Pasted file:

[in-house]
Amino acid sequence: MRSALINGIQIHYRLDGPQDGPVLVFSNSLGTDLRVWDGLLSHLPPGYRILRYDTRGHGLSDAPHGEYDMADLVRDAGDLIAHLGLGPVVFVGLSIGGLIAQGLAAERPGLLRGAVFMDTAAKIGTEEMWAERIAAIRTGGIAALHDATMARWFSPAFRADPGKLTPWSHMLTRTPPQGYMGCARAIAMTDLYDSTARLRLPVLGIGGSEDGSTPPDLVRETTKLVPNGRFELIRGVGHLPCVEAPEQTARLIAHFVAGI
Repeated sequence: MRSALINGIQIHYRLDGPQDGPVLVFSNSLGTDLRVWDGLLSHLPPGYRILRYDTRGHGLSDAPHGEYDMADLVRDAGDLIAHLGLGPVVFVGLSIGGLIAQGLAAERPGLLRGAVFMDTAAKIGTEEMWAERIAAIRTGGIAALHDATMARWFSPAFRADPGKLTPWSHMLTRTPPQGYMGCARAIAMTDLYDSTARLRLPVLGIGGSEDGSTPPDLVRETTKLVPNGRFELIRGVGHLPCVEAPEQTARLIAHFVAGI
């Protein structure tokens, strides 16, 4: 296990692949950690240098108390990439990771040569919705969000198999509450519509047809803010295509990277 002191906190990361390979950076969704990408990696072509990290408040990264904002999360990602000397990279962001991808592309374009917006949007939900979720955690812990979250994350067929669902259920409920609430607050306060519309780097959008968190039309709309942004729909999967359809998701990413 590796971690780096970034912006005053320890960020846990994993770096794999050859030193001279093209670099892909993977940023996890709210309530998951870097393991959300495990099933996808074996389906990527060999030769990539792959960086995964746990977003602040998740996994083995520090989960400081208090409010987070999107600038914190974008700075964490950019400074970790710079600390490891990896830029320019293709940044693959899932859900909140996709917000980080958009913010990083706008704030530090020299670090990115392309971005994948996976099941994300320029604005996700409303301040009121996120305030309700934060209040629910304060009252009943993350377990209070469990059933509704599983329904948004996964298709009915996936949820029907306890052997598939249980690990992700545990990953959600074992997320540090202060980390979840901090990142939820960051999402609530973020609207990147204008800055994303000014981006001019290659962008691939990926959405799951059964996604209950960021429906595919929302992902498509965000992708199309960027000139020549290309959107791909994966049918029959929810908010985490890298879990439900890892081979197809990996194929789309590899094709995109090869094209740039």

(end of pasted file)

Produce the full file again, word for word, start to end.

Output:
[in-house]
Amino acid sequence: MRSALINGIQIHYRLDGPQDGPVLVFSNSLGTDLRVWDGLLSHLPPGYRILRYDTRGHGLSDAPHGEYDMADLVRDAGDLIAHLGLGPVVFVGLSIGGLIAQGLAAERPGLLRGAVFMDTAAKIGTEEMWAERIAAIRTGGIAALHDATMARWFSPAFRADPGKLTPWSHMLTRTPPQGYMGCARAIAMTDLYDSTARLRLPVLGIGGSEDGSTPPDLVRETTKLVPNGRFELIRGVGHLPCVEAPEQTARLIAHFVAGI
Repeated sequence: MRSALINGIQIHYRLDGPQDGPVLVFSNSLGTDLRVWDGLLSHLPPGYRILRYDTRGHGLSDAPHGEYDMADLVRDAGDLIAHLGLGPVVFVGLSIGGLIAQGLAAERPGLLRGAVFMDTAAKIGTEEMWAERIAAIRTGGIAALHDATMARWFSPAFRADPGKLTPWSHMLTRTPPQGYMGCARAIAMTDLYDSTARLRLPVLGIGGSEDGSTPPDLVRETTKLVPNGRFELIRGVGHLPCVEAPEQTARLIAHFVAGI
């Protein structure tokens, strides 16, 4: 296990692949950690240098108390990439990771040569919705969000198999509450519509047809803010295509990277 002191906190990361390979950076969704990408990696072509990290408040990264904002999360990602000397990279962001991808592309374009917006949007939900979720955690812990979250994350067929669902259920409920609430607050306060519309780097959008968190039309709309942004729909999967359809998701990413 590796971690780096970034912006005053320890960020846990994993770096794999050859030193001279093209670099892909993977940023996890709210309530998951870097393991959300495990099933996808074996389906990527060999030769990539792959960086995964746990977003602040998740996994083995520090989960400081208090409010987070999107600038914190974008700075964490950019400074970790710079600390490891990896830029320019293709940044693959899932859900909140996709917000980080958009913010990083706008704030530090020299670090990115392309971005994948996976099941994300320029604005996700409303301040009121996120305030309700934060209040629910304060009252009943993350377990209070469990059933509704599983329904948004996964298709009915996936949820029907306890052997598939249980690990992700545990990953959600074992997320540090202060980390979840901090990142939820960051999402609530973020609207990147204008800055994303000014981006001019290659962008691939990926959405799951059964996604209950960021429906595919929302992902498509965000992708199309960027000139020549290309959107791909994966049918029959929810908010985490890298879990439900890892081979197809990996194929789309590899094709995109090869094209740039």